A challenge from NPR

I receive a newsletter from NPR, and today’s had a section titled: “NPR asked listeners to submit poems celebrating the teachers who impacted their lives.”


Well, well, well.

I enjoy the fact that they said “impacted” – because, yeah, my teachers impacted me all right. Perhaps not in the way NPR meant it. So THAT’s what “triggered” means. I spent an hour or so knocking off my submission (darn, if only it wasn’t too late!), and I don’t know what else to do with it, so …

Thanks for the idea, NPR! This was fun.


Did you even see me?
Did you ever pause
When you got to my name in your roll
And think “is she ok?”
I wasn’t.
Did you ever bother to wonder
Why I was absent so often?
(It’s not me – it’s you.)
There was no trouble at home
I wasn’t showing up with bruises
and downcast eyes
That wasn’t the issue
(Would you have helped if it had been?)
I didn’t know why I was different
It took decades to find out


You tsking at me because I didn’t raise my hand more
You laughing at me because I read my five minute oral report
in three minutes
because I just wanted to get back to my seat
You huffing and pouting because the one thing I liked
The Creative Learning Program
for “advanced students”
(which was actually completely pointless)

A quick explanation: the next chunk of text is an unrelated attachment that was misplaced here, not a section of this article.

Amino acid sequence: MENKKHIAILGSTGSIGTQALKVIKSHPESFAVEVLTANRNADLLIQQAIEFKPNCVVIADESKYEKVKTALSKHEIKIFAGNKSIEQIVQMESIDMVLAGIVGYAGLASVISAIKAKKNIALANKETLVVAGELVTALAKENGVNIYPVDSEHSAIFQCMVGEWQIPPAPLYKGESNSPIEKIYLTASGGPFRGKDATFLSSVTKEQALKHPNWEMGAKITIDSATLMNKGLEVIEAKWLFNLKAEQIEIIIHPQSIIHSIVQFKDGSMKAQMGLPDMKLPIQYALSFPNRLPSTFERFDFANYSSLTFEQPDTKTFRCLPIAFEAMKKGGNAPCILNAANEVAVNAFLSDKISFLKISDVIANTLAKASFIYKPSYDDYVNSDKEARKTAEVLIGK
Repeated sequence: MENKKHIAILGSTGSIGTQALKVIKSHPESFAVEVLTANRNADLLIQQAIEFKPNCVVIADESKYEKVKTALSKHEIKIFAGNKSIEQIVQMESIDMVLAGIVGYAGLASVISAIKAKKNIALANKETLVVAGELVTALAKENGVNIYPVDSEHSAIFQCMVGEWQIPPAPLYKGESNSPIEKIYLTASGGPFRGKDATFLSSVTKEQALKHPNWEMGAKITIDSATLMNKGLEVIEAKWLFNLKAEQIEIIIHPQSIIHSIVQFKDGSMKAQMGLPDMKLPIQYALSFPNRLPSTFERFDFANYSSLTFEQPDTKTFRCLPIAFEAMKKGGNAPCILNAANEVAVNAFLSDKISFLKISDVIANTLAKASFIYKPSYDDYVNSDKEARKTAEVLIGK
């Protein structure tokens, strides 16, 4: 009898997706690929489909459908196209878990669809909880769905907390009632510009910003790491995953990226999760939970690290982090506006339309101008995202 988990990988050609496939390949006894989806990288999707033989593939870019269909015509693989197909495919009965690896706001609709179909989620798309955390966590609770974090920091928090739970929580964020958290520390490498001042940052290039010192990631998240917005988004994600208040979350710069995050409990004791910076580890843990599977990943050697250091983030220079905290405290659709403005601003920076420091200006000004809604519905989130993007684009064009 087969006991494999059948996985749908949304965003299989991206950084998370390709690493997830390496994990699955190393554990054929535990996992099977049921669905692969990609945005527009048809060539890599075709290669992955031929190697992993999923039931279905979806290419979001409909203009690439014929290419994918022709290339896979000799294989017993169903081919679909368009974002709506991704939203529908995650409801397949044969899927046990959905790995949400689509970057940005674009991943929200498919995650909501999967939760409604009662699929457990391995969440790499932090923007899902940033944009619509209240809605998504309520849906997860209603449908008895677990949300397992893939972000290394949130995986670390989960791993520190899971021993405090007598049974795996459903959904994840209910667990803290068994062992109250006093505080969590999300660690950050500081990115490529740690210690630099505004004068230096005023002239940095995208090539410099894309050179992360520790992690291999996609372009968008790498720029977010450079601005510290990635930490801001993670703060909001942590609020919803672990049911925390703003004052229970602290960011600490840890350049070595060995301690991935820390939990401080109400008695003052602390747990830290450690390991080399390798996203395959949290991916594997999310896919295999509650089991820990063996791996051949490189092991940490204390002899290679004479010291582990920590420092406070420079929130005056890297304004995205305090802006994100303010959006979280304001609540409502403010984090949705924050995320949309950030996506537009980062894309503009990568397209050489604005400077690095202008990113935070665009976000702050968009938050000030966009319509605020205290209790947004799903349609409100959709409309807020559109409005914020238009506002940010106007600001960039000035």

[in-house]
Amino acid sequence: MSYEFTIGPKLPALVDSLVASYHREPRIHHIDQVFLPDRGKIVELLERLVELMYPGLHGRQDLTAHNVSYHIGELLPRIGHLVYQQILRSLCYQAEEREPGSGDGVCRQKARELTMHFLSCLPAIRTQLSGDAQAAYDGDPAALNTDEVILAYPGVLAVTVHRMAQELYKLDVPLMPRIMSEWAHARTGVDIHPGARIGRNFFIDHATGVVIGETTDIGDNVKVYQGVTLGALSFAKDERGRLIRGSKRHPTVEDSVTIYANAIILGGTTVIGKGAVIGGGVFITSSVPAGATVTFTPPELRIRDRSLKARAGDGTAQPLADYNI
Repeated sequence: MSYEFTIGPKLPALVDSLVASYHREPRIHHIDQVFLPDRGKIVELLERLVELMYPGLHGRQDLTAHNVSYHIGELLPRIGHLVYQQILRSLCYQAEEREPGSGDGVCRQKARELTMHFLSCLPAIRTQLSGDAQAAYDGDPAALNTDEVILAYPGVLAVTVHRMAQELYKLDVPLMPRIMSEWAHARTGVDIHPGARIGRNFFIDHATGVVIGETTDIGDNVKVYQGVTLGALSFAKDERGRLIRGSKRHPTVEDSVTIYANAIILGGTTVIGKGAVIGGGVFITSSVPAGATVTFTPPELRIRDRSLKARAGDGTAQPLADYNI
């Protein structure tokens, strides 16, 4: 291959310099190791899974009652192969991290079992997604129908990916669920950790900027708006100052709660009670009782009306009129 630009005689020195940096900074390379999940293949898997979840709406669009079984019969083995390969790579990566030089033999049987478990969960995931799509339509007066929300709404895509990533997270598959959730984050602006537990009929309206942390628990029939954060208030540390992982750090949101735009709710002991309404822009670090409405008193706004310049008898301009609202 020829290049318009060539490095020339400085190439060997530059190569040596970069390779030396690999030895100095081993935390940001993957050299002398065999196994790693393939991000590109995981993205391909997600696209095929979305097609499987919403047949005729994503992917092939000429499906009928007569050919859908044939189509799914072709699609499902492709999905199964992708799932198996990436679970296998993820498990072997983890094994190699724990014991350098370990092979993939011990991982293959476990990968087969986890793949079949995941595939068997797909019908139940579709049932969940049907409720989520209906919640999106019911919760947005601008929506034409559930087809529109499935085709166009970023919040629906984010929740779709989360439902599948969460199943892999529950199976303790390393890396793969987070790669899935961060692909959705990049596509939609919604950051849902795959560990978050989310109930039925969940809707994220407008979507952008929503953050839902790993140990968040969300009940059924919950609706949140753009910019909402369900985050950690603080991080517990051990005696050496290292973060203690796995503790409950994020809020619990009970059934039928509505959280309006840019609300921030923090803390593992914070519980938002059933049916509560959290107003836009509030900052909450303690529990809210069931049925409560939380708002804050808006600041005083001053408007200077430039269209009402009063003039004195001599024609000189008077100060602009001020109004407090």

took a few of us out of your class one day a week
and you had to do extra work to help us make up the day
You accusing me of plagiarism with that poem I wrote
And correcting my spelling incorrectly
And making me afraid to stick my head up even that far
ever again
You failing, utterly, to do anything to help me
Every day
Every year
From the second grade on.
(I had a wonderful teacher in the second grade.
She was the last one.)

I know now I was an introvert.
Everything about school was the opposite of what I needed
or wanted
I had no idea why I balked
Every day
Every year
against going in
(My poor dear mother)
Stomach aches
I’m no doctor
(Nor do I play one on tv)
but I assume my anxiety manifested
in these physical symptoms
I knew missing classes meant making up the work
With little support
I knew
I still couldn’t make myself go in
So many days
(a third of one school year)


I never knew the school even had a guidance counselor
til I dropped out
THEN I had to see them.

Seriously – how did no one ever do anything?

At all?

I was still in all advanced placement classes
I still never got a grade below a B minus
I never flunked a test
I still scored well over 90% in the achievement tests
I still got into that damned useless CLP
I still got a National Merit Scholarship
(had no idea what it meant)
I still did damn well on my SAT’s
(Even if there was stuff on the math part
I’d never seen before in my life –
How did I completely escape trig?)
(And despite the fact I didn’t even know
what the SAT’s WERE until I was shunted into
a PSAT prep class)
This was all despite you
Not because of you

Then I went to art school.
I could easily have gone elsewhere.
I had no idea what my options really were
because – surprise – not a soul ever lifted a finger
to point me in any direction whatsoever.
But I hadn’t changed
Still an introvert, if better at it
And teachers were the same
The loud ones got the attention
Am I a good artist?
No one ever said either way